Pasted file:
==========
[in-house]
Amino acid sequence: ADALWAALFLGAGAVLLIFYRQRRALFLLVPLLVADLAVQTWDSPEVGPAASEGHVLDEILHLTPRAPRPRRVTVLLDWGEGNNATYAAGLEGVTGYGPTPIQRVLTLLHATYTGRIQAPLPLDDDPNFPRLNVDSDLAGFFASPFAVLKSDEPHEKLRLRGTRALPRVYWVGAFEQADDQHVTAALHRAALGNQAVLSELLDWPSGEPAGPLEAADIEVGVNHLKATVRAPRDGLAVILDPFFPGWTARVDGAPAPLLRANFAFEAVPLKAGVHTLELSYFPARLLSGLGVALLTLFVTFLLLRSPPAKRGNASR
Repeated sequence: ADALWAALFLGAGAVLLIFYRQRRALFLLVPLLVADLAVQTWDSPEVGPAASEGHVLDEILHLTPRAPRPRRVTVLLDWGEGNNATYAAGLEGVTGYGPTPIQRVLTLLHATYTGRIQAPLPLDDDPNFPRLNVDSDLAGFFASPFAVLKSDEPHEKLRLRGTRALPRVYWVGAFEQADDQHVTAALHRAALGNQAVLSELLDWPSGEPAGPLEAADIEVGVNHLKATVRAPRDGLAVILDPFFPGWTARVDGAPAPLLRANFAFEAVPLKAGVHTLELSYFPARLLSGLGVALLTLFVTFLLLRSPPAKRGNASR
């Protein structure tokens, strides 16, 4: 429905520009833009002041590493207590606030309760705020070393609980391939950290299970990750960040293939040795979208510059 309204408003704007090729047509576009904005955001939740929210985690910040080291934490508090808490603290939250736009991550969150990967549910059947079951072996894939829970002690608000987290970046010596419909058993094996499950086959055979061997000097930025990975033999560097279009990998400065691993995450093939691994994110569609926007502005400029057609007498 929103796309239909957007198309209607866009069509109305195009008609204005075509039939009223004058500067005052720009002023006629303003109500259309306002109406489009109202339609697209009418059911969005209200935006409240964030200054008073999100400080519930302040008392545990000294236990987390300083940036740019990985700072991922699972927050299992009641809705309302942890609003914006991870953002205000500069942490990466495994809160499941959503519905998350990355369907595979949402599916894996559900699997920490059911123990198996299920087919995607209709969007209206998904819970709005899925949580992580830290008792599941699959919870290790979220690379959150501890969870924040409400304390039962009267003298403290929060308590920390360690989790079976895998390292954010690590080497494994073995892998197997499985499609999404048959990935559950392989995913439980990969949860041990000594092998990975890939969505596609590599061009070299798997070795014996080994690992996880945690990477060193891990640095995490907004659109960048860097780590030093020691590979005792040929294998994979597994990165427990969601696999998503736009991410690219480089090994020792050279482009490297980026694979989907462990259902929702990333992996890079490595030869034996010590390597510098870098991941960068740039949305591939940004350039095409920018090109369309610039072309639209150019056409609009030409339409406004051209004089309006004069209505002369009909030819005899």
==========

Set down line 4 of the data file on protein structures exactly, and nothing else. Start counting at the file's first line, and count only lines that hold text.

């Protein structure tokens, strides 16, 4: 429905520009833009002041590493207590606030309760705020070393609980391939950290299970990750960040293939040795979208510059 309204408003704007090729047509576009904005955001939740929210985690910040080291934490508090808490603290939250736009991550969150990967549910059947079951072996894939829970002690608000987290970046010596419909058993094996499950086959055979061997000097930025990975033999560097279009990998400065691993995450093939691994994110569609926007502005400029057609007498 929103796309239909957007198309209607866009069509109305195009008609204005075509039939009223004058500067005052720009002023006629303003109500259309306002109406489009109202339609697209009418059911969005209200935006409240964030200054008073999100400080519930302040008392545990000294236990987390300083940036740019990985700072991922699972927050299992009641809705309302942890609003914006991870953002205000500069942490990466495994809160499941959503519905998350990355369907595979949402599916894996559900699997920490059911123990198996299920087919995607209709969007209206998904819970709005899925949580992580830290008792599941699959919870290790979220690379959150501890969870924040409400304390039962009267003298403290929060308590920390360690989790079976895998390292954010690590080497494994073995892998197997499985499609999404048959990935559950392989995913439980990969949860041990000594092998990975890939969505596609590599061009070299798997070795014996080994690992996880945690990477060193891990640095995490907004659109960048860097780590030093020691590979005792040929294998994979597994990165427990969601696999998503736009991410690219480089090994020792050279482009490297980026694979989907462990259902929702990333992996890079490595030869034996010590390597510098870098991941960068740039949305591939940004350039095409920018090109369309610039072309639209150019056409609009030409339409406004051209004089309006004069209505002369009909030819005899």